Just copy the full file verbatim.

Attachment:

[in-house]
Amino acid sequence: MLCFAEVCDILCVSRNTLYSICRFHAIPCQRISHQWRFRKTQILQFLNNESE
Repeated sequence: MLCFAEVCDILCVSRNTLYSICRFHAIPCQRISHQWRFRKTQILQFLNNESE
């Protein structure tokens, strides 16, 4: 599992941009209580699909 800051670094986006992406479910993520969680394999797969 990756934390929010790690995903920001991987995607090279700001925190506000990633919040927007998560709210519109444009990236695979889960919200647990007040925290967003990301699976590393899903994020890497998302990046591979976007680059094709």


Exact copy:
[in-house]
Amino acid sequence: MLCFAEVCDILCVSRNTLYSICRFHAIPCQRISHQWRFRKTQILQFLNNESE
Repeated sequence: MLCFAEVCDILCVSRNTLYSICRFHAIPCQRISHQWRFRKTQILQFLNNESE
């Protein structure tokens, strides 16, 4: 599992941009209580699909 800051670094986006992406479910993520969680394999797969 990756934390929010790690995903920001991987995607090279700001925190506000990633919040927007998560709210519109444009990236695979889960919200647990007040925290967003990301699976590393899903994020890497998302990046591979976007680059094709």